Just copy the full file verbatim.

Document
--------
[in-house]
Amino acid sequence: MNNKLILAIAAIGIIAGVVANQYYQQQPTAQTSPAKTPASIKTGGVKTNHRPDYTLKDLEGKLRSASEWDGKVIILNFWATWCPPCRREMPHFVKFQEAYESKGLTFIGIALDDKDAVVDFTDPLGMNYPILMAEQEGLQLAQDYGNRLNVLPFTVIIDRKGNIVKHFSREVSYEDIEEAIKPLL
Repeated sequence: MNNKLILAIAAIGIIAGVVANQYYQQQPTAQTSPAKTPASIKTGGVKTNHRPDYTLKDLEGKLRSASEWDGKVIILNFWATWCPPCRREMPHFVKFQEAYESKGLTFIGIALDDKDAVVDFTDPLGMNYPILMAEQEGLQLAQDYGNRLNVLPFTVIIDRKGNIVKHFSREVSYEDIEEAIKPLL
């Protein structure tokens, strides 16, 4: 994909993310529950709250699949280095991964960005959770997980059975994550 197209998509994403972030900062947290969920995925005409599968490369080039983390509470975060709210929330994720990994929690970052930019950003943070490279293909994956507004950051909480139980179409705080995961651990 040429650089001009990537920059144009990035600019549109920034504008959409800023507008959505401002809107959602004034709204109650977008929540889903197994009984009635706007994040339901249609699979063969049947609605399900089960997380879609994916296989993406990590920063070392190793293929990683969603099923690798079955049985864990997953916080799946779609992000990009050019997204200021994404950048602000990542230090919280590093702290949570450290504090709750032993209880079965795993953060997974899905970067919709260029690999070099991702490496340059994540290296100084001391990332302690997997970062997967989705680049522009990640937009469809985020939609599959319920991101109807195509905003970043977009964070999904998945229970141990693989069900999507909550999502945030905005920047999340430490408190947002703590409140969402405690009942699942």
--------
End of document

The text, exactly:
[in-house]
Amino acid sequence: MNNKLILAIAAIGIIAGVVANQYYQQQPTAQTSPAKTPASIKTGGVKTNHRPDYTLKDLEGKLRSASEWDGKVIILNFWATWCPPCRREMPHFVKFQEAYESKGLTFIGIALDDKDAVVDFTDPLGMNYPILMAEQEGLQLAQDYGNRLNVLPFTVIIDRKGNIVKHFSREVSYEDIEEAIKPLL
Repeated sequence: MNNKLILAIAAIGIIAGVVANQYYQQQPTAQTSPAKTPASIKTGGVKTNHRPDYTLKDLEGKLRSASEWDGKVIILNFWATWCPPCRREMPHFVKFQEAYESKGLTFIGIALDDKDAVVDFTDPLGMNYPILMAEQEGLQLAQDYGNRLNVLPFTVIIDRKGNIVKHFSREVSYEDIEEAIKPLL
């Protein structure tokens, strides 16, 4: 994909993310529950709250699949280095991964960005959770997980059975994550 197209998509994403972030900062947290969920995925005409599968490369080039983390509470975060709210929330994720990994929690970052930019950003943070490279293909994956507004950051909480139980179409705080995961651990 040429650089001009990537920059144009990035600019549109920034504008959409800023507008959505401002809107959602004034709204109650977008929540889903197994009984009635706007994040339901249609699979063969049947609605399900089960997380879609994916296989993406990590920063070392190793293929990683969603099923690798079955049985864990997953916080799946779609992000990009050019997204200021994404950048602000990542230090919280590093702290949570450290504090709750032993209880079965795993953060997974899905970067919709260029690999070099991702490496340059994540290296100084001391990332302690997997970062997967989705680049522009990640937009469809985020939609599959319920991101109807195509905003970043977009964070999904998945229970141990693989069900999507909550999502945030905005920047999340430490408190947002703590409140969402405690009942699942």